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Spokane, Washington  Est. May 19, 1883
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Going Mobile

Finding the perfect campground site can be a skill and an art

John is the MVP of our team when it comes to the all-important task of selecting a site, unseen, when making online reservations. He scrolls through endless photos online, studies bare-bones maps and then blindly makes choices that often work out well.

Here are a few suggestions that might help campers find that sweet spot.

With reservations: As we’ve all learned during the pandemic, it’s absolutely essential to book sites well in advance. There’s just no such thing as first-come, first-served in the age of COVID-19. When booking online, most state and national parks allow you to select a site. This is where the process can get bogged down.

When studying the map of available sites, we always gravitate to those spots that have some privacy built in. We look toward the end of a row or something tucked up against a mountain or hill. 

We recently scored a lovely site at Fort Worden State Park that turned out to be even better than anticipated. The pull-through space -- No. 46 -- had a generous and private “living room” that was framed by towering pine trees against a steep hillside. Our tiny home on wheels served as a privacy shield from the road running through the campground and we took full advantage of the coverage. There was a truly memorable meal by the campfire with grilled salmon on the menu and the World Series on our outdoor TV screen. Score!

Other considerations to keep in mind: Is it a full hookup? Does it have a concrete or gravel pad? How long is the driveway? Is it close enough to the bathroom? Will the space accommodate your rig? It’s important to click through all of the fine print before booking.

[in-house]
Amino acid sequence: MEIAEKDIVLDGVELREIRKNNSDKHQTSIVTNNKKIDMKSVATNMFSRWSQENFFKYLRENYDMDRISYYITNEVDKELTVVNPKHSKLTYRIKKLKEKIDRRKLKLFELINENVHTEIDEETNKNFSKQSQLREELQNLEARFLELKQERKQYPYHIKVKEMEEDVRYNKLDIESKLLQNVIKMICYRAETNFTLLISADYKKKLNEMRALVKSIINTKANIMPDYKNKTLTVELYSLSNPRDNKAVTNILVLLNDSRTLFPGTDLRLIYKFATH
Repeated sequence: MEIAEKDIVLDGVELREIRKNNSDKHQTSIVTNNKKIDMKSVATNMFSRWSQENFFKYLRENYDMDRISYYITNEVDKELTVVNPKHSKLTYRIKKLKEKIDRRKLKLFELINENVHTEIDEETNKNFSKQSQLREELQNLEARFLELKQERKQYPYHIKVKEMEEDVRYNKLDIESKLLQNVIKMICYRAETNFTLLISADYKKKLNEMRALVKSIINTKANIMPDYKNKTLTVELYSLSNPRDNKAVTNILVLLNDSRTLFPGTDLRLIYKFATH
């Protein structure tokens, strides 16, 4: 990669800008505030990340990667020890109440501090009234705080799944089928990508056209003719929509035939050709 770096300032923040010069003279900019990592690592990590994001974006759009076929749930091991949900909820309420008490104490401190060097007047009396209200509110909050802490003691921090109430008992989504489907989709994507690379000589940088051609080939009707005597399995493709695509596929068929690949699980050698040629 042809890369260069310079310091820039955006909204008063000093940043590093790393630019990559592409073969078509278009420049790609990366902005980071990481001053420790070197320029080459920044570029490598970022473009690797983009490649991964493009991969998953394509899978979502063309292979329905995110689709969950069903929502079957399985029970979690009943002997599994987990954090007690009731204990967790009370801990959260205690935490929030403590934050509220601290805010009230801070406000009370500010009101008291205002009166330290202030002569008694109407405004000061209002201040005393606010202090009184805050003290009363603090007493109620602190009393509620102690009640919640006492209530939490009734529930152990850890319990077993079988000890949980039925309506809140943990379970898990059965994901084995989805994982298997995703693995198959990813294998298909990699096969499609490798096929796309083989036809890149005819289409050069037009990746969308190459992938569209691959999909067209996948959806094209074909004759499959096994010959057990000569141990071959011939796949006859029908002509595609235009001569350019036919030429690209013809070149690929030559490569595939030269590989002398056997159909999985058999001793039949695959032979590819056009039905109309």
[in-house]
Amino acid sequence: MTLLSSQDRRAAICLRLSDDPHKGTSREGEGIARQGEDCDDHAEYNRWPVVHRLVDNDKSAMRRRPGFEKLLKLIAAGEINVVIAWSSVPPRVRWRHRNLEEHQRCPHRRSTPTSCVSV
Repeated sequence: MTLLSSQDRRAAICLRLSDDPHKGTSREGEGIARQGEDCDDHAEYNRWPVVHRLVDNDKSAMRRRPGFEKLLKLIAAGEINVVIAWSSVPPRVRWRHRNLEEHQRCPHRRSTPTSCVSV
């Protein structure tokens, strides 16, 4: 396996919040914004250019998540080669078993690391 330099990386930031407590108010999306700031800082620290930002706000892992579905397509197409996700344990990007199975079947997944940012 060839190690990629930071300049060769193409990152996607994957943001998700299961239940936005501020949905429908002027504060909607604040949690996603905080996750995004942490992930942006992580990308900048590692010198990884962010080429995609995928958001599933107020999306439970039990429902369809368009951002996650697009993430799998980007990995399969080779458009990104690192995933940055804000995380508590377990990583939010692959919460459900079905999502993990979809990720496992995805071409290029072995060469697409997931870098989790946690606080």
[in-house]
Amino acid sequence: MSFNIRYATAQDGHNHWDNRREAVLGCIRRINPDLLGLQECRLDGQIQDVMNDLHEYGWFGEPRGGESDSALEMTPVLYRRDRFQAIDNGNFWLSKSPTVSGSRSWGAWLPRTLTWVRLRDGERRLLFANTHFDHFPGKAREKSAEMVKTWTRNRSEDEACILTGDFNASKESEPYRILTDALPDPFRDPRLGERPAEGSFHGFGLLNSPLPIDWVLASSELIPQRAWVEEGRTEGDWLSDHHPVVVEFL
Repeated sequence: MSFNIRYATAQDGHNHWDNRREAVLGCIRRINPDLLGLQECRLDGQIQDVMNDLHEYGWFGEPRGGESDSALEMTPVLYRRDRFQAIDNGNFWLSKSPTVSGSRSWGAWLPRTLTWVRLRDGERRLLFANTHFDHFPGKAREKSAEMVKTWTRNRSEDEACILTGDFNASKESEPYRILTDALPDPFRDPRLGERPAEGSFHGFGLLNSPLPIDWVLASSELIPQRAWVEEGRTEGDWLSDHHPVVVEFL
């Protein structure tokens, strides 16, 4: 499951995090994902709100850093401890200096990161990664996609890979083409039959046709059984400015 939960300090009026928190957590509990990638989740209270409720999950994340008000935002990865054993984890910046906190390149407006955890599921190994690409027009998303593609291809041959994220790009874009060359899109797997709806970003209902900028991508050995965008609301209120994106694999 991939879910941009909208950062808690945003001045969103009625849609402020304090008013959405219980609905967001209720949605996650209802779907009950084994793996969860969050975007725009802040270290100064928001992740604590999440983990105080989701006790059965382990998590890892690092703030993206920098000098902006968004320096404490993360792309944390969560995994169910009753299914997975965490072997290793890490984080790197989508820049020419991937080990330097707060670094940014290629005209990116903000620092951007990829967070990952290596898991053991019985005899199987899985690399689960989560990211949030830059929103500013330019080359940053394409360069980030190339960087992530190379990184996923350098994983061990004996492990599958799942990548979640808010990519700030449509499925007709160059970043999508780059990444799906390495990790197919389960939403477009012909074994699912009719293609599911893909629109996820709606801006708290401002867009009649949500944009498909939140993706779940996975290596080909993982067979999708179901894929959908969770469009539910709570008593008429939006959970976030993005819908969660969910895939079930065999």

If the final choice is challenging when studying the map, a quick Google search of “best campsite at Yosemite“ can sometimes yield helpful info. And the website, Campsitephotos.com is invaluable in choosing a site at many campgrounds.

There are also a number of Facebook groups like RV Parks and Campground Reviews dedicated to sharing tips about places to park. Most of the advice is geared towards “best campgrounds,” but there’s an occasional recommendation about particular sites.

When there’s an actual person answering the phone at an RV park, we always try to ask for suggestions, sharing what we’re looking for. Those conversations have resulted in some amazing park spots.

When finding a keeper, try to remember to keep records of those all-star sites. That’s a practice we need to improve. Recently, when trying to retrace our steps and secure the site we absolutely loved at the Jumbo Rocks Campground at Joshua Tree National Park, we could not nail it down. It didn’t really matter in the end because that popular campground was already full months in advance, so we’ll be down the road at Cottonwood.

Here’s hoping the site we settled on, based on the photo accompanying the description on Recreation.gov is as sweet as it looks. We’ll report back on that when we visit that park next month.

Here are a few sites we’d give 5-stars:

Beachside State Recreation Area, site No. 63, enjoys the best ocean view we’ve experienced on the Oregon Coast. No surprise that it’s the state’s most popular campsite, hands down.

When it comes to water views, it’s tough to beat No. 59 at Icicle River RV Resort in Leavenworth. Leslie celebrated her birthday there last fall, the sounds of the rushing water providing the soothing soundtrack.

We had a deep appreciation for No. 35 at Rancho Sedona because it was adjacent to the park’s antenna pulling in and sending out the WiFi. It was also just steps away from the awesome charcoal barbecue.

High-fives to the planners who landscaped the excellent Sunset Bay State Park campground near Coos Bay, Ore., where we appreciated the greenery surrounding the spacious A3 site.

Have a favorite site suggestion? We’d love to hear from you at goingmobile@spokesman.com.



Leslie Kelly
Leslie Kelly is a freelance writer.